Ruled by the Congress Party,
State of Assam continued to be afflicted by internal armed
conflicts and widespread human rights violations both
by the security forces and the armed opposition groups
(AOGs). On 25 January 2004, Chief Minister Tarun Gogoi
stated that Congress led State Government brought an end
to the incidents of secret killing of the relatives of
the leaders of the AOGs especially the United Liberation
Front of Assam and National Democratic Front of Bodoland. About 121 companies of Central para-military
forces who operate under the Armed Forces Special Powers
Act of 1958 are deployed in Assam. After a series of bomb
explosions by the armed opposition groups in October 2004,
Assam decided to recruit additional 6,000 policemen, two
battalions of Armed Police, 4,000 Home Guards and 5,000
Village Defence Party personnel.
The key armed opposition
groups active in the State are the United Liberation Front
of Assam (ULFA), United People’s Democratic Solidarity
(UPDS, anti-talk and pro-talk factions), Kuki Revolutionary
Army (KRA), Hmar People’s Convention (HPC), Dima Halam
Daogah (DHD) and National Socialist Council of Nagaland
(Issac-Muivah and Kaplang factions), Karbi National Volunteer
(KNV), National Democratic Front of Bodoland (NDFB) and
Adivasi Cobra Militants of Assam. In 2004, a new Karbi
armed group, Karbi Anglong National Liberation Front (KLNLF)
surfaced in the Karbi Anglong district.
The Central government and
the State government of Assam continued peace efforts
with many armed opposition groups in the state. Pursuant
to an agreement signed in December 2003, about 1,000 out
of 2,600 surrendered members of the Bodoland Liberation
Tigers (BLT) were to be recruited in the Border Security
Force, Central Reserve Police Force and the Assam Rifles.
The Dima Halam Daoga (DHD)
has been holding talks with the Union Home Ministry. The cease-fire agreement with Adivasi
Cobra Militants of Assam continued. Several rounds of tripartite talks
were held amongst the UPDS (pro-talk) and Central and
State government representatives. Although the NDFB announced
unilateral cease-fire on 8 October 2004 to be effective
from 15 October 2004, talks with NDFB as well as ULFA
failed to take off.
The security forces have
been responsible for gross human rights violations including
torture, rape and arbitrary, summary and extrajudicial
executions. Though Assam State Human Rights Commission
awarded interim compensation of Rs 50,000 to the next
of kin of ULFA cadre Ananta Roy who was killed in police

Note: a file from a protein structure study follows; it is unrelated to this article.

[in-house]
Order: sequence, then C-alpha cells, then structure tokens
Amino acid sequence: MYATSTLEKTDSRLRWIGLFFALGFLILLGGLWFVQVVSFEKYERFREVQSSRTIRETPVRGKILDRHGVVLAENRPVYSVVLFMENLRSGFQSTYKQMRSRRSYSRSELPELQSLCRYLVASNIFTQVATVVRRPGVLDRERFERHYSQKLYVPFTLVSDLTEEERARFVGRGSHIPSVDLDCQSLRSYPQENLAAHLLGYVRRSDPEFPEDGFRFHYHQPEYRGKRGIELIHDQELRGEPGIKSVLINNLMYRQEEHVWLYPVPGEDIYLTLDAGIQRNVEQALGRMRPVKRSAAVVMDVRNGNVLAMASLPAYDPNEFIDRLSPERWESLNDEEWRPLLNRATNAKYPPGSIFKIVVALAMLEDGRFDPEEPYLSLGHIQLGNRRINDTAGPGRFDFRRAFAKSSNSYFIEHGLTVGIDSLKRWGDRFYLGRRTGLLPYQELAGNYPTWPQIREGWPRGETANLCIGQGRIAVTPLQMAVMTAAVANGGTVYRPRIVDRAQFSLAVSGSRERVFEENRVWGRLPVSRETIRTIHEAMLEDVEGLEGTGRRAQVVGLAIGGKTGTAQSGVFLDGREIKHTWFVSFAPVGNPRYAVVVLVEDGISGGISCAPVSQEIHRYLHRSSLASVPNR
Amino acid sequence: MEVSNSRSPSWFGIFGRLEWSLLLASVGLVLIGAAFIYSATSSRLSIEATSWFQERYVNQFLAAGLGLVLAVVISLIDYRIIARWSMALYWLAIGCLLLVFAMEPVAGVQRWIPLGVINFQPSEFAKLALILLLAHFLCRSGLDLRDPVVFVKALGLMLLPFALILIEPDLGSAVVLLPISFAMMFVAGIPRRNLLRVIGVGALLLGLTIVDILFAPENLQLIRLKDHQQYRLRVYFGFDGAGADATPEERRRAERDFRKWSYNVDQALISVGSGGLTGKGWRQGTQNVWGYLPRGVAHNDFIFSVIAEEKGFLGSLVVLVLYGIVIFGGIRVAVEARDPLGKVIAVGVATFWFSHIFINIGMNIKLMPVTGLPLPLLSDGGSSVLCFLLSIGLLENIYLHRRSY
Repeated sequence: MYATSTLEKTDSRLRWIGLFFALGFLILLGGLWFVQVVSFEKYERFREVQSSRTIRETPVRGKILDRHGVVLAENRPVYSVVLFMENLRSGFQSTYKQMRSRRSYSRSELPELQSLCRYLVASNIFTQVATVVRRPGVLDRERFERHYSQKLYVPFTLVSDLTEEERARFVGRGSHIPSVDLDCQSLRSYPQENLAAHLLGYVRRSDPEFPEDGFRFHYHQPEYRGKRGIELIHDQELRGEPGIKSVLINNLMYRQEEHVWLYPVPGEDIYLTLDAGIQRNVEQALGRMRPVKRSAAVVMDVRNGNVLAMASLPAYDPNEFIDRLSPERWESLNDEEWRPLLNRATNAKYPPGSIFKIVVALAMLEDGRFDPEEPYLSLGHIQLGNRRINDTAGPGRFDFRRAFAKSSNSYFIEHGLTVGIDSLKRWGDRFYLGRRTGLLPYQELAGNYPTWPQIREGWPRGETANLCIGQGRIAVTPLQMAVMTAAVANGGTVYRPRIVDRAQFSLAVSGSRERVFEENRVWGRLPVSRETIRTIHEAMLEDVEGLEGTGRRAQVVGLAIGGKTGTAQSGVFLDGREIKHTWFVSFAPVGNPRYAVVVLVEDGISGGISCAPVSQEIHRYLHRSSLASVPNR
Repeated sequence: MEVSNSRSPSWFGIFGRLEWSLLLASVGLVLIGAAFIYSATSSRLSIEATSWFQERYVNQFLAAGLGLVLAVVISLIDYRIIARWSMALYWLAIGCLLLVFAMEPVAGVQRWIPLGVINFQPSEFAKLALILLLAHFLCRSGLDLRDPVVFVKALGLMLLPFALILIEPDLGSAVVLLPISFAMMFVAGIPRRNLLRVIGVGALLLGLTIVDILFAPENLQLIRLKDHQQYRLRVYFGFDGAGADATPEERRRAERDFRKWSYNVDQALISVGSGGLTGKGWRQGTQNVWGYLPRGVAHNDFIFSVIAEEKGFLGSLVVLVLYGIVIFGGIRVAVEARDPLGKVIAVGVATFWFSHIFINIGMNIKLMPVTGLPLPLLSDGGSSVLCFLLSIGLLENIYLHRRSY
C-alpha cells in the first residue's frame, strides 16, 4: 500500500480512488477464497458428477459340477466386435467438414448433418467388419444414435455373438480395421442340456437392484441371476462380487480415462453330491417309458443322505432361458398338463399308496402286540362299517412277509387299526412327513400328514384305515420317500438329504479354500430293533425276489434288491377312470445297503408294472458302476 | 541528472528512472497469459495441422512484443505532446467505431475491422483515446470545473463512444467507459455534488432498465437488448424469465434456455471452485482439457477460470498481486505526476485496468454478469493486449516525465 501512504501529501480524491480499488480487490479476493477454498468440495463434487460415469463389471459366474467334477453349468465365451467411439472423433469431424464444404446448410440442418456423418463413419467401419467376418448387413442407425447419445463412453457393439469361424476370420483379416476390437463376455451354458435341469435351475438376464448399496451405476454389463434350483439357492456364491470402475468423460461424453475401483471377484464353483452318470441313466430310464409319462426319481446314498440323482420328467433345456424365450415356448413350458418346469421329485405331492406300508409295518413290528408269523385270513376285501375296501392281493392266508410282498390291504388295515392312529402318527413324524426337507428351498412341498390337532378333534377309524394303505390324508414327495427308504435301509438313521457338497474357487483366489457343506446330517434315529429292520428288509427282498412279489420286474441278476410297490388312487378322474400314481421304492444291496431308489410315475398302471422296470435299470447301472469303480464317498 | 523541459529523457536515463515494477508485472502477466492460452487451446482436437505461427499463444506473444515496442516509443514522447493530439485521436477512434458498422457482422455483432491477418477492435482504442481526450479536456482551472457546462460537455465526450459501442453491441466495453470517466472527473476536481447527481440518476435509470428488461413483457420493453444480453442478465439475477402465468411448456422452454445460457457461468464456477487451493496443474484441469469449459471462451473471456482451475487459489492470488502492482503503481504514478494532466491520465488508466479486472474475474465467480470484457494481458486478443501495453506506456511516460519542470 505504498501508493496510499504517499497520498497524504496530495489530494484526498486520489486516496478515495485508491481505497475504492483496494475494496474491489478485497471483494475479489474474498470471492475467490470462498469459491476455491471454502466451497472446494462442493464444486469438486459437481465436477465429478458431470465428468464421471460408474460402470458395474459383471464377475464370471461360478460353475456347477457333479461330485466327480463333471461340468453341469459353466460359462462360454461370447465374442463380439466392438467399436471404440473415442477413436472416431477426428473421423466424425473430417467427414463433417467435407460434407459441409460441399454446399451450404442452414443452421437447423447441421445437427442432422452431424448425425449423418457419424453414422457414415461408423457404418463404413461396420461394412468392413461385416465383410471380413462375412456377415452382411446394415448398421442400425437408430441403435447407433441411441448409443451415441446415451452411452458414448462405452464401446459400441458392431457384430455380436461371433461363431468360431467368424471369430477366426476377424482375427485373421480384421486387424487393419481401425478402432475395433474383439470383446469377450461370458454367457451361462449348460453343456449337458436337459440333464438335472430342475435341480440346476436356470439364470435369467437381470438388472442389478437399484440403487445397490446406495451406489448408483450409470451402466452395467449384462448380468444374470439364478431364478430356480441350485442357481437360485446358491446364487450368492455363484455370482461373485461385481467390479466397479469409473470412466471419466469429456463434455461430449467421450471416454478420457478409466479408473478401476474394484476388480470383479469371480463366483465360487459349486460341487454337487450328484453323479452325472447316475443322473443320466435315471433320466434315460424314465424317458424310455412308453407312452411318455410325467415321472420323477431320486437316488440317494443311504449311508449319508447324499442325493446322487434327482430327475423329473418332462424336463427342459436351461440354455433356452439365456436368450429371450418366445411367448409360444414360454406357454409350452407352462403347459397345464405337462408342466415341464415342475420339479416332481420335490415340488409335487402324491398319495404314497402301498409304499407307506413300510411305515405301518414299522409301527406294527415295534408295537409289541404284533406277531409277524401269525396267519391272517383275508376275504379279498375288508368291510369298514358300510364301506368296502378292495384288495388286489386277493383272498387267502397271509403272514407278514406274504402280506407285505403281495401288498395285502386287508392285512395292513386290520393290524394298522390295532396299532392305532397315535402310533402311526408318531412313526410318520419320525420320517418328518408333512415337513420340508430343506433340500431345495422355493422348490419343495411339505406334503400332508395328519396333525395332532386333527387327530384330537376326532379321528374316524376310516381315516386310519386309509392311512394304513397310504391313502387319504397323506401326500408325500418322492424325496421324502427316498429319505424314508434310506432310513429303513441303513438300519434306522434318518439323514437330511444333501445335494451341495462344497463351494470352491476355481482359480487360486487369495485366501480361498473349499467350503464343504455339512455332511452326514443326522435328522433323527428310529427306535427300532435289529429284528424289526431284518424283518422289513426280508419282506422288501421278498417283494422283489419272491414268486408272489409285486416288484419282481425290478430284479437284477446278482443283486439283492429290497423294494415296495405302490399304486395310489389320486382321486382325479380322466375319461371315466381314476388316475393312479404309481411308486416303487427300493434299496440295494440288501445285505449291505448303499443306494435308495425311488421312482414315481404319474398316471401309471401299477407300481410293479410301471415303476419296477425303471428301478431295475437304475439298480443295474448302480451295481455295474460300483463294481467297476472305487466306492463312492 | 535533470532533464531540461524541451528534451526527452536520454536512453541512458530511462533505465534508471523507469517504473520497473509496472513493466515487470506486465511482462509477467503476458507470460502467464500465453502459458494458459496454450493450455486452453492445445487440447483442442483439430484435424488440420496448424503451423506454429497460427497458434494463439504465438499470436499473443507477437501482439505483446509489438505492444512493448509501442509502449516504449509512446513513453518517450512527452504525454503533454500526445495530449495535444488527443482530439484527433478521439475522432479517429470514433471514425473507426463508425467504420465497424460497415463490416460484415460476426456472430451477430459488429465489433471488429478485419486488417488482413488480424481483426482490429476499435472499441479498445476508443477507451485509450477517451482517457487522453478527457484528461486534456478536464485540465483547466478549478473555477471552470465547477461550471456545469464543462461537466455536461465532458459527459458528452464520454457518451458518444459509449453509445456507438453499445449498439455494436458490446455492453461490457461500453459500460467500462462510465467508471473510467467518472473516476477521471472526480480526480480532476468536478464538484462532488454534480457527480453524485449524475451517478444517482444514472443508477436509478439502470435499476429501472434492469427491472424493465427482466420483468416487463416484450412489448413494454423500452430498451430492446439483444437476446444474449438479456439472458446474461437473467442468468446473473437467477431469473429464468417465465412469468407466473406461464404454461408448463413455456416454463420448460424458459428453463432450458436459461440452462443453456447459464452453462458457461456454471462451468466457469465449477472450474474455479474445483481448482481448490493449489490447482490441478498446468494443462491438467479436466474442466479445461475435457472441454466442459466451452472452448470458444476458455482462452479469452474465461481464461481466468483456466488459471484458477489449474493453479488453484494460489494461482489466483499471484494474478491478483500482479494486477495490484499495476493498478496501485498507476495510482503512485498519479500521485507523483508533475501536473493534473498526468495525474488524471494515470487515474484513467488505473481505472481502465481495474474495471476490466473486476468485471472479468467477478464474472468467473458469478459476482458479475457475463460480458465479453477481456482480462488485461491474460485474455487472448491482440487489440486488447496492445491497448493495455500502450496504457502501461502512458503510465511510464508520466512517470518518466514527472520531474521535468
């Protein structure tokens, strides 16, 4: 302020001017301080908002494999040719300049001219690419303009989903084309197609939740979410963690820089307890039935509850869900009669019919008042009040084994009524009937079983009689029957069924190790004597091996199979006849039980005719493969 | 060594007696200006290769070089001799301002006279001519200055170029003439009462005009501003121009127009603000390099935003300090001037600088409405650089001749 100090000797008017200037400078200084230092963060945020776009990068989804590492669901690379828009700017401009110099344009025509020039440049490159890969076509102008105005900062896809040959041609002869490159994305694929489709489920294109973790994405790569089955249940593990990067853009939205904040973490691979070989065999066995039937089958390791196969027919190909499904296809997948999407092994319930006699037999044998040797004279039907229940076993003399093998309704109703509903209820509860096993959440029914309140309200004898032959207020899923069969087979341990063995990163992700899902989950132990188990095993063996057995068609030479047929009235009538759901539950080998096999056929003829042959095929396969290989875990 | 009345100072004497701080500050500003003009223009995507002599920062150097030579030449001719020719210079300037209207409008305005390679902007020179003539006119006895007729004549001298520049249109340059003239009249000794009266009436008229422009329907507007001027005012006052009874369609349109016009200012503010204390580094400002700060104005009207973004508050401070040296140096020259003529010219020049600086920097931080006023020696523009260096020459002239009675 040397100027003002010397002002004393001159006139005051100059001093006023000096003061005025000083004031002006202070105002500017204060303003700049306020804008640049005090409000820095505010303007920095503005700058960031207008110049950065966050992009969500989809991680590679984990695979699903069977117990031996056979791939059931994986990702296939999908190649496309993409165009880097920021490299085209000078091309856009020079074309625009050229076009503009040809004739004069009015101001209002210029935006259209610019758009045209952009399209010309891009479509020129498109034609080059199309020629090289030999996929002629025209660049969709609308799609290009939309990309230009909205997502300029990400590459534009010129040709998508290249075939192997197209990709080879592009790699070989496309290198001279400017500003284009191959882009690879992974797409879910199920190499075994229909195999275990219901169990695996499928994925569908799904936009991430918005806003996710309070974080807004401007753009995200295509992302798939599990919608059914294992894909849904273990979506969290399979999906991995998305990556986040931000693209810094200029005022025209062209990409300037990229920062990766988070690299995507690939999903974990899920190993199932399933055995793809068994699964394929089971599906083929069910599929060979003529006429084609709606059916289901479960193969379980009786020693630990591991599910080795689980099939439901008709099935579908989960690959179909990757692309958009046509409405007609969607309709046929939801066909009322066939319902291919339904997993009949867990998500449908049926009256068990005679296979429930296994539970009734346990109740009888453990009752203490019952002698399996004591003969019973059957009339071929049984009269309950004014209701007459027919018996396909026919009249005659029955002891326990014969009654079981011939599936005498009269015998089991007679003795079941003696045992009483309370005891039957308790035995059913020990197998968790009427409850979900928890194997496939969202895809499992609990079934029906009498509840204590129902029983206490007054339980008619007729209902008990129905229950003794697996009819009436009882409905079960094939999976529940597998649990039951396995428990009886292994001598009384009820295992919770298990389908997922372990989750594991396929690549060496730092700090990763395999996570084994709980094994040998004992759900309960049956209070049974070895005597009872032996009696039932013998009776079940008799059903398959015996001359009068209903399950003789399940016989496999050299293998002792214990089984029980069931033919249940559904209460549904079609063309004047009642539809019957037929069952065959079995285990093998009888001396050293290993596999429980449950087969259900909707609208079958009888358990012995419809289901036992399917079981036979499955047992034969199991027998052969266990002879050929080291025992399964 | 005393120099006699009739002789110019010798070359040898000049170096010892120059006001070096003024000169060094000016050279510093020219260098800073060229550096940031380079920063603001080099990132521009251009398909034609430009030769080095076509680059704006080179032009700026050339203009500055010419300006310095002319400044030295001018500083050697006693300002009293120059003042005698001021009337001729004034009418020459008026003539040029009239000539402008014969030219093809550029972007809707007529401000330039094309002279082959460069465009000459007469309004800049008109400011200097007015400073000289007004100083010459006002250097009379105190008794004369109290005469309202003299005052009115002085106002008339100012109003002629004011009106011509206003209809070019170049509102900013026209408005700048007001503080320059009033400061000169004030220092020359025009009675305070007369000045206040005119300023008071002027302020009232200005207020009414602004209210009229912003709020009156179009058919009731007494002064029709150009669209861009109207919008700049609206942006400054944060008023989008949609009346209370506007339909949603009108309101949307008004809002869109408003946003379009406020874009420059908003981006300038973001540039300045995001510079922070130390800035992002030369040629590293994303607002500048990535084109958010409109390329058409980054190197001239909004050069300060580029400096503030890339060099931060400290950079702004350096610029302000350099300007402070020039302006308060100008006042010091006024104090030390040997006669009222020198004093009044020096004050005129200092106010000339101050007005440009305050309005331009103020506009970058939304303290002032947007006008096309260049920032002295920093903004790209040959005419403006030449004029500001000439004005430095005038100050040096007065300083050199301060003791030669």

custody on 22 October 1999 there was little information
about prosecution of the culprits. Most human rights violations by both
the State and Central security forces went unpunished.
The massacre of 17 innocent
children at Dhemaji district by the ULFA on 15 August
2004 demonstrated flagrant violations of international
humanitarian law standards by the armed opposition groups
in the state. The alleged armed groups subsequently
killed 49 people in the first week of October 2004, followed
by further killings from 13 to 17 December 2004. The combined
violence of all armed groups in 2003-2004 has reportedly
declined by 24 per cent in terms of incidents (from 388
to 295) but the killings has increased by 44 per cent
(177 to 255) as compared to 2002-2003.
Assam continued to be plagued
by ethnic conflicts especially in Karbi Anglong areas
causing heavy loss of lives and displacement. About 1,25,000
persons belonging to 23,742 families who were displaced
in Bodoland areas in 1996-1998 were yet to be rehabilitated.
Women became victims of
serious human rights violations especially in insurgency-affected
areas. The security forces targeted women for sexual violence.
Although in the rarest of the rare cases of its kind,
Havildar Satish Kumar and Rifleman Rajinder Kumar were
court martialled and sentenced to 10 years’ imprisonment
in August 2004 for raping an Adivasi woman in Kokrajhar
district on the intervening night of 29 and 30 June 2004,
most violence against women went unpunished.
The budget of the Assam
State Human Rights Commission (ASHRC), the body established
by the State government to monitor human rights situation,
was slashed by 2 lakhs for the year 2004-2005. The State
government sanctioned Rs 20 lakh against the demand for
1 crore which forced the Assam State Human Rights Commission
to cancel investigations into the complaints.